Advanced Aspects Of Galactic Habitability

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Aspects Of Galactic Habitability

Context. Astrobiological evolution of the Milky Way (or the shape of its "astrobiological landscape") has emerged as one of the key research topics in recent years.

In order to build precise, quantitative models of the Galactic habitability, we need to account for two opposing tendencies of life and intelligence in the most general context: the tendency to spread to all available ecological niches (conventionally dubbed "colonization") and the tendency to succumb to various types of existential catastrophes ("catastrophism"). These evolutionary tendencies have become objects of study in fields such as ecology, macroevolution, risk analysis, and futures studies, while a serious astrobiological treatment has been lacking so far.

Aims. Our aim is to numerically investigate the dynamics of opposed processes of expansion (panspermia, colonization) and extinction (catastrophic mechanisms) of life in the Galaxy.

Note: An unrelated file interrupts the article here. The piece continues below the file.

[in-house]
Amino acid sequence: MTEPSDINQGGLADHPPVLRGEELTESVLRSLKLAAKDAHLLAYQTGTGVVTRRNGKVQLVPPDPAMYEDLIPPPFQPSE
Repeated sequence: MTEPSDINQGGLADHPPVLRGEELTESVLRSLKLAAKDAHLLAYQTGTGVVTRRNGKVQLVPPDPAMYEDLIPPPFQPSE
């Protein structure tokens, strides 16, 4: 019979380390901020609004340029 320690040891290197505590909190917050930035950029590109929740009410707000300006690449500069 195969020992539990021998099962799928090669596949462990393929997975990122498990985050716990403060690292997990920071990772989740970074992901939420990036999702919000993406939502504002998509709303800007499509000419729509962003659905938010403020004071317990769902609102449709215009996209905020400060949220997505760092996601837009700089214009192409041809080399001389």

Methods. We employ a new type of numerical simulation based on 1D probabilistic cellular automaton with very high temporal resolution, in order to study astrobiological dynamics. Results. While the largest part of the examined parameter space shows very low habitability values, as expected, the remaining part has some observationally appealing features that imply, among other things, a reduction in the amount of fine-tuning necessary for resolving the Fermi paradox.

Conclusions. Advanced aspects of Galactic habitability are amenable to precision studies using massive parallel computer simulations. There are regions of parameter space corresponding to a quasi-stationary state satisfying observable constraints and possessing viable SETI targets.

Vladimir Đošović, Branislav Vukotić, Milan M. Ćirković
(Submitted on 1 Apr 2019)

Subjects: Popular Physics (physics.pop-ph); Earth and Planetary Astrophysics (astro-ph.EP); Cellular Automata and Lattice Gases (nlin.CG)
Cite as: arXiv:1904.01062 [physics.pop-ph] (or arXiv:1904.01062v1 [physics.pop-ph] for this version)
Submission history
From: Vladimir Đošović
[v1] Mon, 1 Apr 2019 18:45:34 UTC (3,252 KB)
https://arxiv.org/abs/1904.01062
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